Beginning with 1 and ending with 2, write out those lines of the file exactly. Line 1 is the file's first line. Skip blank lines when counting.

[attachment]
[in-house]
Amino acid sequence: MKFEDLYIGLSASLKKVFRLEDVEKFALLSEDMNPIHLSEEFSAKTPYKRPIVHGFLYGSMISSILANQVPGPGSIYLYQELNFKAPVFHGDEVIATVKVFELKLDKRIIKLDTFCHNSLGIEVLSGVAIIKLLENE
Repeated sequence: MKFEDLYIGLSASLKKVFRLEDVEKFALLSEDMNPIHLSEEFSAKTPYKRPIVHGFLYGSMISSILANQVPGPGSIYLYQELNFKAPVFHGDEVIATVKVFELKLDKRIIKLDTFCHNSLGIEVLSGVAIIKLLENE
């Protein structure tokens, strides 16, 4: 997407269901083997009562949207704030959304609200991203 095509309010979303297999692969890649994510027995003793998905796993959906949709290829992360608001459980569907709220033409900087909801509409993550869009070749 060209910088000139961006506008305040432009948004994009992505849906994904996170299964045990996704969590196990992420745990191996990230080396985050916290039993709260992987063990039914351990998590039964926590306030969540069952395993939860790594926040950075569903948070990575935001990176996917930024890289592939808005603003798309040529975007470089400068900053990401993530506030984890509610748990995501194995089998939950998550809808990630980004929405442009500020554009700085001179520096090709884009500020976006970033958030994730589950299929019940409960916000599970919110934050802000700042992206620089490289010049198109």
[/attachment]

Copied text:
[in-house]
Amino acid sequence: MKFEDLYIGLSASLKKVFRLEDVEKFALLSEDMNPIHLSEEFSAKTPYKRPIVHGFLYGSMISSILANQVPGPGSIYLYQELNFKAPVFHGDEVIATVKVFELKLDKRIIKLDTFCHNSLGIEVLSGVAIIKLLENE